orangeleader.com (Orange, Texas)

Local News

December 25, 2013

Keeping an eye on the birds

ORANGE — A stop at a Five and Dime in 1948 changed one man’s life.

Walter “Bruce” Bishop stopped at the store as he headed home from the Royal Theater in Orange and bought four books.

“They were twenty-five cents each, if you can believe that,” Bruce said. “My mom liked wildflowers, so one was for her and the others were very basic books on birds.”

Bruce, 77, said that he still has those four books.

In his early days, prior to that purchase, Bruce was the typical boy with a BB gun in those days.

“I was a pretty good shot,” Bruce said. “I noticed a difference in the birds.”

Bruce also made a trip to the G.I. Surplus store and bought a $6 pair of binoculars, paying on the item at fifty cents a week.

From that day on, Bruce studied birds, including writing an article on the Great Egret, a large shore bird often seen in the area.

“In the early 1900’s the Great Egret was almost wiped out because people wanted their breeding plumage feathers for ladies hats,” Bruce said.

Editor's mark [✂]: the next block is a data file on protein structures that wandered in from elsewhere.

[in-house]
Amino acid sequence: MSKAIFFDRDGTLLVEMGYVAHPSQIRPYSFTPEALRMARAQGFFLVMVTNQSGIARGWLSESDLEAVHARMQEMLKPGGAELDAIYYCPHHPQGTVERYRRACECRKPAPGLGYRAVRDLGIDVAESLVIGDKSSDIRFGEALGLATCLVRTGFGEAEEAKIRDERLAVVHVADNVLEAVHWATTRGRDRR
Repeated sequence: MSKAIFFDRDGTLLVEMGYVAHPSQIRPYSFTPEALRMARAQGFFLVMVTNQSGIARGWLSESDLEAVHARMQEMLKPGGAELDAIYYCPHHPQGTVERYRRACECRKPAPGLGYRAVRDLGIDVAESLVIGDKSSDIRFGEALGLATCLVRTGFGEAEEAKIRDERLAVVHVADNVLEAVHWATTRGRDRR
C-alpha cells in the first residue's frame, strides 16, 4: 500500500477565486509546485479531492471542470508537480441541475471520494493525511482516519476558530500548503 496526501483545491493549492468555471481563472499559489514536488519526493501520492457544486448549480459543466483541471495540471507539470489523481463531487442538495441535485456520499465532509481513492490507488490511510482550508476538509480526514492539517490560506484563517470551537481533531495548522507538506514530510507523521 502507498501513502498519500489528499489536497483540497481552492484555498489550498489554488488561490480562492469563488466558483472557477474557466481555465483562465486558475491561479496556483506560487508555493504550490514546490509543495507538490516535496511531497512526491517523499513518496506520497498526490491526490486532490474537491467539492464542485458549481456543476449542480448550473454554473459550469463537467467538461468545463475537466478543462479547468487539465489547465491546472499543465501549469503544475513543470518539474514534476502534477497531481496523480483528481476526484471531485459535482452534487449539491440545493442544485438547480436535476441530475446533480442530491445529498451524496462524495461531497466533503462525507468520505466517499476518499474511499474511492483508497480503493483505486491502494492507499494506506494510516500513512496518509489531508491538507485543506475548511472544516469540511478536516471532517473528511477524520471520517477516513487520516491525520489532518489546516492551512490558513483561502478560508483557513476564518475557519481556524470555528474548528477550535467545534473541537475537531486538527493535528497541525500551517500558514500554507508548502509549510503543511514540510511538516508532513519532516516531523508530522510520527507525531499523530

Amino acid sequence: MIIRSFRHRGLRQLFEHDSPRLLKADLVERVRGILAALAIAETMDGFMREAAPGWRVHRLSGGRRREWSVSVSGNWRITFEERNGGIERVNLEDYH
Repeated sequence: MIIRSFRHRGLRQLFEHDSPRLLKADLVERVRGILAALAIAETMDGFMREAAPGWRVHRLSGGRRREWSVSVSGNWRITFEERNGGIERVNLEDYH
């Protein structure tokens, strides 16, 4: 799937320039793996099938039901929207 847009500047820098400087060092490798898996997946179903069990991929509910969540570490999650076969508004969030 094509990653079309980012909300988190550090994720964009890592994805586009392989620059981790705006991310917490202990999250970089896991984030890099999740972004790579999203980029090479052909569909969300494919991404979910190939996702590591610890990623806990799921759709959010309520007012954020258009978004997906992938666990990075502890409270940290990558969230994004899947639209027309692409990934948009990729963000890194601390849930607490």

Bruce is a self-taught naturalist who has a talent for being able to distinguish birds not only by sight but also by their sounds. During an interview at Shangri La, he was able to count five birds he identified just by hearing their calls.

“I feel I have a God given talent,” Bruce said. “I can hear, find and remember what I hear. I hear low and high tones and can identify 40 species by sound alone.”

Bruce participates annually in the Christmas Bird Count, an event that occurs between December 14 and January 5 across the country according to the Audubon Society website.

It is the longest running Citizen Science survey in the world, Christmas Bird Count provides critical data on population trends. The results are compiled into a database that is shared with federal, state, and private authorities. This is the 114th year of the event.

This year the Orange County team will meet on January 1, 2014 from 7 a.m. until dusk at the service station located at the corner of Farm to Market Roads 105 and 1442.

“We are in groups of two to four and stay within an assigned area,” Bruce said. “It helps show which birds are thriving and which are losing habitat. It gives us a pulse of nature.”

Bruce said all are welcome to the count.

“Novices are assigned with Birders,” Bruce said.

Birders are persons who seriously pursues the hobby or sport of birding while a bird-watcher describes the person who watches birds for any reason at all.

Bruce enjoys birds so much that he could not name a single favorite.

“I really enjoy them all,” Bruce said. “If you ask my wife, once I start talking about birds, I don’t stop.”

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